Surely it would have been quite easy, given the richness and stellar talent already cited, for Mandrake to have remained focused only on poets in the greater Oxford orbit. It might have become limited and hidebound, but it didn’t. Many contributions to Mandrake originated far from Oxbridge. One example is the piece in no. 3, ‘Prima Notte’ or “First Night,” a short story by the late (d.1936) Nobel Laureate Luigi Pirandello, translated by David Moore (who also assisted with the Italian number). When I noticed work by Paul Éluard in issue 9 (1953) and asked about it, Mr. Boyars related a story of hearing a concert by Francis Poulenc, whom he knew had written musical settings of Éluard’s poetry. He asked the composer to put him in touch with the poet, and thus did Mr. Boyars get a bona-fide Surrealist in Mandrake ’s pages.
The journal’s wider vision finds its most coherent expression, perhaps, in the Italian number. In conversation, Mr. Boyars registers a particular pride at having completed so extensive a project. The double-length Italian issue of 1950-1951 was an achievement, the result of several months’ sojourn in a country that had until relatively recently been at war with England. “I went to Italy with 350 letters of introduction,” recalled Mr. Boyars, “and returned with the contents of the Italian issue.” The editorial to this double issue continues some familiar themes, leading off with yet another scrappy declaration of purpose: “That Mandrake intends to continue, should, by now, be evident to all,” he writes (1). He cites the death of Horizon, Polemic, and other similar publications, implicitly celebrating the fact that his journal has so far survived—even as he laments the lack of good writing in his home country. “As we do not seriously believe that in England 140,000 original and stimulating words are being put on paper in the course of a year, we must be content, and more than content, to welcome their arrival from every possible source,” he writes. Hence, this labor of love that brought a number of writers to English readers for the first time.
After the Italian issue had garnered a new level of respect for the magazine, in the early 1950s, Mandrake was poised for greatness. But it was not to be, and thereby hangs a tale (which is, delightfully, often the case with Arthur Boyars). When Cyril Connolly’s Horizon folded in 1949 after financial failure, there was talk of Mandrake rushing in to fill the vacuum. One of the publishers of Horizon, a Mr. MacDougall, approached Boyars with the suggestion, “Mandrake will be the new Horizon.” Unfortunately, Mr. Boyars said, “A firm called Bowater saw their moment to double the price of paper. Bowater killed Mandrake.” (Paper again!) Although Mr. Boyars continued to produce issues until 1956 (with issue 12 all outlaid but never published), Mandrake proved unsustainable. “Everything depended on my earnings. I was financing it and I had no finances!” he said. The sad demise of Mandrake gestures toward the very real material difficulties of producing a little magazine. Despite Mr. Boyars’ brave protestations in the editorial of 1947 (after which no Mandrake appeared until 1949), the magazine succumbed to the fate all but prescribed by Hoffman, Allen, and Ulrich. And yet, in its brief life (a life nonetheless longer than many little magazines, including Ezra Pound’s much-touted BLAST), Mandrake just may have accomplished what Mr. Boyars articulated in that midway editorial to the Italian issue, “to print or reprint the best prose, poetry, and criticism written in English, and in every other language, European and Asiatic, and we are prepared to translate the texts ourselves, if necessary” (2.7:1950-51, p. 2).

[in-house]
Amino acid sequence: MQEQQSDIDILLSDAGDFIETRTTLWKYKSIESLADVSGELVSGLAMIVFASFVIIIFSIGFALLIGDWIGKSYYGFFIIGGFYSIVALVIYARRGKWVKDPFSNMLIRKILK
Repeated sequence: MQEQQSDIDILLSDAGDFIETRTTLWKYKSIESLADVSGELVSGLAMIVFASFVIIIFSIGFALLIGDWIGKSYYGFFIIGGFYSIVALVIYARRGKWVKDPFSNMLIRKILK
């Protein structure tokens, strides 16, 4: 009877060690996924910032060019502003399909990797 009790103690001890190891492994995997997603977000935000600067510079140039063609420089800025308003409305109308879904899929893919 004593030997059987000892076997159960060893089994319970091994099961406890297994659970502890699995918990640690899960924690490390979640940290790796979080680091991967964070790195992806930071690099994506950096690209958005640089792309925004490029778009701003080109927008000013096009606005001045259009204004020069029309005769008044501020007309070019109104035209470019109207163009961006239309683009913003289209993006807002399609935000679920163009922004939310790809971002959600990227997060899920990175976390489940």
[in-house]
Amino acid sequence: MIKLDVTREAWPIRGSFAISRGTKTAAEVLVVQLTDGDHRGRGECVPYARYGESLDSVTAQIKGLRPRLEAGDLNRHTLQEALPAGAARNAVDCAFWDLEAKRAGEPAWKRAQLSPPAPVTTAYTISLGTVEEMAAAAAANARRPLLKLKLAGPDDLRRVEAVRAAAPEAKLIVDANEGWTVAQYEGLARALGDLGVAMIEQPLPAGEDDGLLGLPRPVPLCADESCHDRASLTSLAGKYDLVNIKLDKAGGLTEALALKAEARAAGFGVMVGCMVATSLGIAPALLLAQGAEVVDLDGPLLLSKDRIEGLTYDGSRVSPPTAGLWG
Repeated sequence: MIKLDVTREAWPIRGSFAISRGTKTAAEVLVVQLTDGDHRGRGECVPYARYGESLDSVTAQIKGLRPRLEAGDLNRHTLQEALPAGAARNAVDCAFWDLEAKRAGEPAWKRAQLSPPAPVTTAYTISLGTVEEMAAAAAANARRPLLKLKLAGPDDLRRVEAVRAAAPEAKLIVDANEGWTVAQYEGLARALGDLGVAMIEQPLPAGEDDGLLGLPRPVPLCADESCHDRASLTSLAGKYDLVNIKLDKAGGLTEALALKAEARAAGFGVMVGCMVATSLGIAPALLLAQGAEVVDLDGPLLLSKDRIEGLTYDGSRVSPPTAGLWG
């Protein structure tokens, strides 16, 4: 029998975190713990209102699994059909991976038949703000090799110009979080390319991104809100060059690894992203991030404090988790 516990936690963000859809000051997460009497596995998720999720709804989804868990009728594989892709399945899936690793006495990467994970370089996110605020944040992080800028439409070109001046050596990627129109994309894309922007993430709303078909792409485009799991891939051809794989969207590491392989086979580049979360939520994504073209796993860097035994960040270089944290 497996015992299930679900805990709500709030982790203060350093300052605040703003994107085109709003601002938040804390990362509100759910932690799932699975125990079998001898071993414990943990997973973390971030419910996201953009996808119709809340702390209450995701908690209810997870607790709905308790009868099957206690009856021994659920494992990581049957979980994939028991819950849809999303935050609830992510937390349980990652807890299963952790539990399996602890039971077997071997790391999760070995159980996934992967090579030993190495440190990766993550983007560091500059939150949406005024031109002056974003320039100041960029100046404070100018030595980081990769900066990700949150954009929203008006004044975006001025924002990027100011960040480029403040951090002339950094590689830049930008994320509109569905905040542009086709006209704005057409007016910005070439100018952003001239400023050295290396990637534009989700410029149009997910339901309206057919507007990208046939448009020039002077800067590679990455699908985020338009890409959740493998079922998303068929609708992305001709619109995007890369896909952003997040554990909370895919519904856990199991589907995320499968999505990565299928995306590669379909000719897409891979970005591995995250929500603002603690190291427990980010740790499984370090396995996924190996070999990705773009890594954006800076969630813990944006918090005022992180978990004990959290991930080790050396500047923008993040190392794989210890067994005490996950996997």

About Jennnie-Rebecca Falcetta

Jennie-Rebecca Falcetta is Associate Professor of Liberal Arts at Massachusetts College of Art and Design, where she teaches courses in Modernism, Word and Image, and the Great War.  Scholarly interests in 20th century literature, Word and Image, and Modernist print culture have led to publications on art history and Evelyn Waugh; Virginia Woolf's book covers; and Marianne Moore's correspondence with artist Joseph Cornell.   While Mandrake was introduced to her thanks to a serendipitous meeting with Arthur Boyars, study of the magazine brings together her interests in poetry, small publishing ventures, and literary networks.

Slide-Out Panel 2

Lorem ipsum dolor sit amet, ne sea vocent scripta abhorreant, facilisi explicari mel ne, ut quo vide ridens. Mei ex quodsi inciderint, quo ad quas deleniti definitionem, vis no wisi graecis offendit. Ius ut everti detraxit expetenda, meis civibus consectetuer ea usu. Ad qui option facilisis consequuntur, pro omnis aliquip vulputate te. Solum affert expetenda eos te, et vim sale iudico impetus, in appetere postulant ius. Alia nihil utroque ex sit.

Slide-Out Panel 3

Lorem ipsum dolor sit amet, ne sea vocent scripta abhorreant, facilisi explicari mel ne, ut quo vide ridens. Mei ex quodsi inciderint, quo ad quas deleniti definitionem, vis no wisi graecis offendit. Ius ut everti detraxit expetenda, meis civibus consectetuer ea usu. Ad qui option facilisis consequuntur, pro omnis aliquip vulputate te. Solum affert expetenda eos te, et vim sale iudico impetus, in appetere postulant ius. Alia nihil utroque ex sit.